If I go back to my friend’s question that trigged this writing, I would say with confidence that they have a very special class of mid school friends to remember and cherish for growing up together!! I have no doubts they will carry some strong friendships for life out of this experience. Of course, it might be a bit challenging for getting all of them together, but …Come on! It took us more than 30 years to reunite with colleagues that lived in the same city (some even in the same neighborhood)! I am sure they would cross and ocean for theirs.


Waiting for a Panga (water taxi) in Barra de Navidad, MX with friends from sv Enough, sv Yolo and sv Coastal Drifter


A boatload of boat kids in Mexico. Sailing Vessels represented here are: Pesto, Terrapin, Enough , Yolo and Cape D


Another boatload of kids, this time with sv Nogal and sv Enough in Hanavave, Marquesas


With sv Coastal Drifter in San Diego, CA


Playing with dolls with sv Shawnigan


Playing Heads Up with friends from sv Terrapin


Sleepover at the front cabin with friends from sv Agamere and sv Shawnigan


Some serious make-up in the making in Mexico – with sv Sarita and sv Shawnigan


Playing mini golf with sv Skylark and sv Be And Be in Niue


With sv Adagio and sv Sangvind in La Paz, MX


With sv Daybreak, and sv Dulce Vida and others in Taiohae, Marquesas


Visiting Museo de la Ballena in la Paz, MX with sv Coastal Drifter and Plane-to-Sea


Having a lifetime experience in Marina La Cruz, MX


Why we were meant to depart a second time

Our first attempt to do the Pacific Puddle Jump (the way the Pacific crossing to French Polynesia is known in the sailing world) was an enigma for us for a couple of days.

Despite the decision to come back was a clear call (we had problems with the backstay structure that holds our mast in our second day of the passage), we were very frustrated with it. After all, we had invested so much time in getting Pesto and us ready for this passage. For at least the last 6 months, our main objective was to get everything settled for the crossing. Alex told me he felt even embarrassed when we had to come back, since we had such a solid boat and had overinvested in planning and preparing. “ I gave her so much love and tender…how she dare to do this to me…”

But things happen for a reason!

We might have had a hard time making meaning of the first attempt. But now, a few weeks later, and with the crossing already on our back, this is why I believe we were meant to restart our journey.

Balancing doing with being.

The week prior to our first departure, Alex and I were basically exhausted. We had huge to-do lists to accomplish before setting the sails for the long passage (including the endless maintenance aspects of the boat, planning and purchasing our provisioning, preparing homeschool program for the next year, filling the taxes… and the list goes on). As we got closer to departure, we felt our stress levels going up as it sounded impossible to be ever 100% ready to leave for a passage like this. And truth is, we are never 100% ready to depart.

The boat needs to be solid and reliable, and the crew needs to be confortable and excited. But you are never 100% ready. There is not such comfort zone in sailing. Departure is always a mix of happiness and butterflies on the stomach. There will always be unexpected challenges along the way…and you need to be ok with that and ready to deal with them. That is why doing only is not enough; you need to invest on being ready as well.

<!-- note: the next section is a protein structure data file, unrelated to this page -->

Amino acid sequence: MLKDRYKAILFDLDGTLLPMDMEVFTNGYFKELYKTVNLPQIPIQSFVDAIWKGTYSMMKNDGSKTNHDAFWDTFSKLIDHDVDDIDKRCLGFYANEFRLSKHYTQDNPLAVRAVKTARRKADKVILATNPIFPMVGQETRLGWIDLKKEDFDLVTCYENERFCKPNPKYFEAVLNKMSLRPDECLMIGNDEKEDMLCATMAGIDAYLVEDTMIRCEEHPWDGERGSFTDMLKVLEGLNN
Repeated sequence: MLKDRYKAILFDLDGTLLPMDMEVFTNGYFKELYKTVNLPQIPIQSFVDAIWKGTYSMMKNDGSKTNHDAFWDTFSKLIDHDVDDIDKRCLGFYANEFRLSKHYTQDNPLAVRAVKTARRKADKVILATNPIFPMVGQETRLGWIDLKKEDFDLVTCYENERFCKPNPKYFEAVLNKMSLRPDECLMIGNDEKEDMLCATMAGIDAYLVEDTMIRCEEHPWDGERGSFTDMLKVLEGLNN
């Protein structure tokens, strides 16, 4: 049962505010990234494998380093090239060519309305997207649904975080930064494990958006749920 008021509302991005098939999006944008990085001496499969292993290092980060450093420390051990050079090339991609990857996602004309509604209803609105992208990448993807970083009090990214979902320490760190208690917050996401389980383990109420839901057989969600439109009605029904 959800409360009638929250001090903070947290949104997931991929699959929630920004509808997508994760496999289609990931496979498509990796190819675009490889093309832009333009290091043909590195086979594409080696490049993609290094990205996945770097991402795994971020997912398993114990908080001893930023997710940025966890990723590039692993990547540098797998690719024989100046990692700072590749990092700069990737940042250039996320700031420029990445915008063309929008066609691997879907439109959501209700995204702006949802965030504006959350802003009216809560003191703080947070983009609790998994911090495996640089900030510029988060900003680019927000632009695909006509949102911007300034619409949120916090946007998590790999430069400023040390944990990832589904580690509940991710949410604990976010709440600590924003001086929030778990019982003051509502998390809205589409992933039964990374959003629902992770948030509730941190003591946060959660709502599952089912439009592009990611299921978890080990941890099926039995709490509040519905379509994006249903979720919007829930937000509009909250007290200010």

After returning to La Cruz to get ready for our second depart, we managed to get the backstay in shape very quickly. And as we had a few days to leave again, Alex and I agreed we would do the final preparations in a different mood – more easily, in a more relaxed way while enjoying our final days in La Cruz… with the intention of being fresh rather than exhausted as we departed. Our final days were more on the being ready for a long passage than doing stuff for it.

Our agenda for our final days included watching Superman vs Batman, enjoying meals in our preferred spots in La Cruz , enjoying the local festivities of Easter including the amazing Fresh Market on Sunday .

Boat kids at our second – and last – farewell dinner in La Cruz


Jumping together.

On our first departure, we left from Barra de Navidad, where just another sailing vessel was also departing for the Puddle Jump (S/V Athanor). While we were blessed to have company of S/V Coastal Drifter, Terrapin, Cape D and Shawnigan, they were not unfortunately doing the crossing this year. And this was indeed one of the reasons we decided to depart from Barra: to be able to focus more on our preparations while getting less distracted with the so many festivities and socialization from La Cruz (where majority of jumpers were based).

However as we came back to La Cruz for the repairs in the backstay, we realized how much we missed the place and how much we appreciated the connection with the other sailing vessels that were also embarking in the journey.

On our second departure, we left on the same day as S/V Enough, and they became our family in the big ocean. As much as we felt alone out there, it was reassuring to connect with them. Our distance from them varied from 50 to 200 miles depending on our strategies to approach the crossing of the Equator. But the sharing of experiences and challenges (the endless squalls, lack of winds) and joys (the gorgeous sunsets) was so comforting!! It is really indeed a bonding experience to connect with other vessels that have done a similar crossing and share similar dreams.
During our passage, whenever we managed to join the daily radio (SSB) network for doing the check in of boat positions and status, I felt warm in my heart as we listened to SV Sarita, Enough, Batu and Athanor.